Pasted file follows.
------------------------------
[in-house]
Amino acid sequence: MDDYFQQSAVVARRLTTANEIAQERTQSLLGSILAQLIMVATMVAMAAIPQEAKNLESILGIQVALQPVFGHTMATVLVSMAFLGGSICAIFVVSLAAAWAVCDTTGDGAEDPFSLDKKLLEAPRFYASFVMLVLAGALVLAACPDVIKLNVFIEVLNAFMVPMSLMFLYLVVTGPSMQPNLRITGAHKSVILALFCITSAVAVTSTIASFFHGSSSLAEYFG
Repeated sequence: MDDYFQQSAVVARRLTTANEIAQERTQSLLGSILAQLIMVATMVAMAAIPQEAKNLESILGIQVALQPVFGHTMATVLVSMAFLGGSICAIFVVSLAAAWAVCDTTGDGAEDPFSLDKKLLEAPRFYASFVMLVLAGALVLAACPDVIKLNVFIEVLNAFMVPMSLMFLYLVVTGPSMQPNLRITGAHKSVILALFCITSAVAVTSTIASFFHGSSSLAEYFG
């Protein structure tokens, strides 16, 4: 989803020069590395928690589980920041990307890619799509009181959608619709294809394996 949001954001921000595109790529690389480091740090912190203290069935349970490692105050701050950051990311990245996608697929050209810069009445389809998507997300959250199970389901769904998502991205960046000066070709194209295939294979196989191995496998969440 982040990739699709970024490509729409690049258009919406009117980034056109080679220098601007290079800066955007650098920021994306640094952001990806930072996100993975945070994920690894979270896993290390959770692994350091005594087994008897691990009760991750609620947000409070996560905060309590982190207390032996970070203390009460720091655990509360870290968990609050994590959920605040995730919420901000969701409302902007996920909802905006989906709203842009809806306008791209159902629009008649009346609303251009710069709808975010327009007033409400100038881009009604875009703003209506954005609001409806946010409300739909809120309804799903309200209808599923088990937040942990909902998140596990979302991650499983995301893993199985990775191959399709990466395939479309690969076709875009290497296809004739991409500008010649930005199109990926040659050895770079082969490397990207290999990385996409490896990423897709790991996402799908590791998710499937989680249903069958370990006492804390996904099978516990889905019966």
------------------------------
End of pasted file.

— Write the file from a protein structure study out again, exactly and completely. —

[in-house]
Amino acid sequence: MDDYFQQSAVVARRLTTANEIAQERTQSLLGSILAQLIMVATMVAMAAIPQEAKNLESILGIQVALQPVFGHTMATVLVSMAFLGGSICAIFVVSLAAAWAVCDTTGDGAEDPFSLDKKLLEAPRFYASFVMLVLAGALVLAACPDVIKLNVFIEVLNAFMVPMSLMFLYLVVTGPSMQPNLRITGAHKSVILALFCITSAVAVTSTIASFFHGSSSLAEYFG
Repeated sequence: MDDYFQQSAVVARRLTTANEIAQERTQSLLGSILAQLIMVATMVAMAAIPQEAKNLESILGIQVALQPVFGHTMATVLVSMAFLGGSICAIFVVSLAAAWAVCDTTGDGAEDPFSLDKKLLEAPRFYASFVMLVLAGALVLAACPDVIKLNVFIEVLNAFMVPMSLMFLYLVVTGPSMQPNLRITGAHKSVILALFCITSAVAVTSTIASFFHGSSSLAEYFG
């Protein structure tokens, strides 16, 4: 989803020069590395928690589980920041990307890619799509009181959608619709294809394996 949001954001921000595109790529690389480091740090912190203290069935349970490692105050701050950051990311990245996608697929050209810069009445389809998507997300959250199970389901769904998502991205960046000066070709194209295939294979196989191995496998969440 982040990739699709970024490509729409690049258009919406009117980034056109080679220098601007290079800066955007650098920021994306640094952001990806930072996100993975945070994920690894979270896993290390959770692994350091005594087994008897691990009760991750609620947000409070996560905060309590982190207390032996970070203390009460720091655990509360870290968990609050994590959920605040995730919420901000969701409302902007996920909802905006989906709203842009809806306008791209159902629009008649009346609303251009710069709808975010327009007033409400100038881009009604875009703003209506954005609001409806946010409300739909809120309804799903309200209808599923088990937040942990909902998140596990979302991650499983995301893993199985990775191959399709990466395939479309690969076709875009290497296809004739991409500008010649930005199109990926040659050895770079082969490397990207290999990385996409490896990423897709790991996402799908590791998710499937989680249903069958370990006492804390996904099978516990889905019966």